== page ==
Cover

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pp. 1-1

Title Page, Copyright

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pp. 2-7

Contents

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pp. vii-viii

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Acknowledgments

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pp. ix-11

This book evolved from a planned article focusing on two questions. First, what is neoconservatism? The term neoconservativism has been used so loosely that its meaning has become obscure, yet its frequent use suggests an underlying importance. Thus, I wanted to go to its origins and understand...

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1. Reagan, Cross-Pollination, and Neoconservatism: An Introduction

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pp. 1-8

For more than twenty-five years, starting in 1980, neoconservatives stood at the intellectual forefront of a conservative coalition that reigned over the national government. Neocons earned this prominent position by leading an assault on the hegemonic pluralist democratic regime that had taken...

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2. From Republican to Pluralist Democracy

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pp. 9-22

From the framing through the 1920s, the United States operated as a republican democracy. Citizens and elected officials were supposed to be virtuous: In the political realm, they were to pursue the common good or public welfare rather than their own private interests. The 1776 Virginia Bill of...

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3. Pluralist Democracy: Dissent and Evolution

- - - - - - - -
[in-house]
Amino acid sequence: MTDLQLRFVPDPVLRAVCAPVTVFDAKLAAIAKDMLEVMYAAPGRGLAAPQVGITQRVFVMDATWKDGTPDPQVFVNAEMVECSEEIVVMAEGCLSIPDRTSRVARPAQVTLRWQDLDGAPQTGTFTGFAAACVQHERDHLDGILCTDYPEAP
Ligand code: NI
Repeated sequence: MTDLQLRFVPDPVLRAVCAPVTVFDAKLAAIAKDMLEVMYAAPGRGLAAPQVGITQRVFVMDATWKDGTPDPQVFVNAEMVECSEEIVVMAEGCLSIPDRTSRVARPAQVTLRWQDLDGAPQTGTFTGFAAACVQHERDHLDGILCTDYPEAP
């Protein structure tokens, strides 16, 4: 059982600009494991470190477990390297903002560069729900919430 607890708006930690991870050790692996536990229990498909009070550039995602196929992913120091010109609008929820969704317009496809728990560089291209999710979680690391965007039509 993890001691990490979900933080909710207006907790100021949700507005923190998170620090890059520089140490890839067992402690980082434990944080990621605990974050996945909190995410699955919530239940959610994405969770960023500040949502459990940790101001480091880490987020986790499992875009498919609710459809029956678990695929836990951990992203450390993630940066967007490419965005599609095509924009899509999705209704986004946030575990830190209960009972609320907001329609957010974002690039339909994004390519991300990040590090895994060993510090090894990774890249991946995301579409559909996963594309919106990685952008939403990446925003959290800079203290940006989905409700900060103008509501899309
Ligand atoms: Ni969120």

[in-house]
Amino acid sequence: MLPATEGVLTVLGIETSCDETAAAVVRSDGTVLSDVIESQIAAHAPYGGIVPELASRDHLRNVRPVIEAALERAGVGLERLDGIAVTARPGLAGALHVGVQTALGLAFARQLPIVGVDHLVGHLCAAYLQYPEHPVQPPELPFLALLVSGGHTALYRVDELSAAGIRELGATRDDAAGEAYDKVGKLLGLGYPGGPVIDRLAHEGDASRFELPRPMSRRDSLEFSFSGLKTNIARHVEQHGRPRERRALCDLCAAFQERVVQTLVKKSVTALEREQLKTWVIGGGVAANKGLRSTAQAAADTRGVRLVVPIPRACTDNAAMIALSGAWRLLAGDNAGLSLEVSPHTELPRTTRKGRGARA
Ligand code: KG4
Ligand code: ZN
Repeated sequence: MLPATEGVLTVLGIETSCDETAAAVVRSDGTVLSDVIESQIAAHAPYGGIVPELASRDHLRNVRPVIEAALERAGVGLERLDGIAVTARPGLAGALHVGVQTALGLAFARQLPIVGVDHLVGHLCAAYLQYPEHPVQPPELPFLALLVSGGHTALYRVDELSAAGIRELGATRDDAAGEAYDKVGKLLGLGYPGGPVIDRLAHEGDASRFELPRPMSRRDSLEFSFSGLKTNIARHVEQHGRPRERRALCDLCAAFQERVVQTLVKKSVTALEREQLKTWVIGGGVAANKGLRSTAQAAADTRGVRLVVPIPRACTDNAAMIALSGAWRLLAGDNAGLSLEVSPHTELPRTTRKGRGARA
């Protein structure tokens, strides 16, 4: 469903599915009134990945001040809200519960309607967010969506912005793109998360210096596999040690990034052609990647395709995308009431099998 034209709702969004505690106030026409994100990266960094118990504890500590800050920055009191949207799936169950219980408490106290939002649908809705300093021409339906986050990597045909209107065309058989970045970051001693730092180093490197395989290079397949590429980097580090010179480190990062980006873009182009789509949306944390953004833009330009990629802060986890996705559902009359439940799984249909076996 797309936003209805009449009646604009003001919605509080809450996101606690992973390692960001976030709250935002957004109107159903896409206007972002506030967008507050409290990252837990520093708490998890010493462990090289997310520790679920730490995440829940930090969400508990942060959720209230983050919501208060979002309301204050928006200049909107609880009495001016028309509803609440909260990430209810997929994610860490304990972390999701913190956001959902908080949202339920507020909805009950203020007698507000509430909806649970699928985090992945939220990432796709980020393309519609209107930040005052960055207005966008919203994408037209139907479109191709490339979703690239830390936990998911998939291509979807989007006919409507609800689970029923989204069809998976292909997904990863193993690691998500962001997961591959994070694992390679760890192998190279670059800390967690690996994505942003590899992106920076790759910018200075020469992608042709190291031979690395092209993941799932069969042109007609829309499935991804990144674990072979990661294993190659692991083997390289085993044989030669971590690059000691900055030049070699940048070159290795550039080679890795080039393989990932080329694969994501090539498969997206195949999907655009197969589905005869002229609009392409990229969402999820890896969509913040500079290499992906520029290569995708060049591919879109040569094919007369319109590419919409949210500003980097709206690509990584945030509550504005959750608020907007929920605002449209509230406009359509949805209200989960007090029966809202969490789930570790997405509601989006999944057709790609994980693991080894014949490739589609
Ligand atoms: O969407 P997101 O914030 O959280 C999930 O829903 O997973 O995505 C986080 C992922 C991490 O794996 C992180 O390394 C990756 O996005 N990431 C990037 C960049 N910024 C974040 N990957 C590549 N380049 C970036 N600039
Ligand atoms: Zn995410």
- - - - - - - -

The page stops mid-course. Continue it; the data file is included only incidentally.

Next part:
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pp. 23-46

Pluralist democracy achieved hegemony during the post–World War II era as the correct theory and practice of government. Yet pluralist democracy neither went unchallenged nor remained static. The first part of this chapter focuses on Leo Strauss, a leading opponent of pluralist democracy,...

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4. On Neoconservatism

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pp. 47-92

The typical neoconservative grew up in New York City in a “lower-middle-class or working-class” family. Many (though not all) were Jewish and attended City College of New York (CCNY), often because, at the time, other schools followed antisemitic admission policies. In the 1920s, numerous colleges...

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5. The Supreme Court and Neoconservatism

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pp. 93-150

In the 2008 election, the American people largely banished neoconservatives from the executive and legislative branches of the national government. Naturally, with periodic congressional and presidential elections, the ratio of conservative Republicans and liberal Democrats in positions of official power...

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6. The Supreme Court in the Future

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pp. 151-172

Most commentators would agree that five of the current Supreme Court justices are conservatives, but many of those same commentators would quarrel with my characterization of four of those justices—Scalia, Thomas, Roberts, and Alito—as neoconservatives. Yet, if neoconservatism, as I...

Notes

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pp. 173-205

Selected Bibliography of Books

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pp. 207-211

Selected Case Citations

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pp. 213-215

Index

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pp. 217-225

About the Author

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pp. 226-237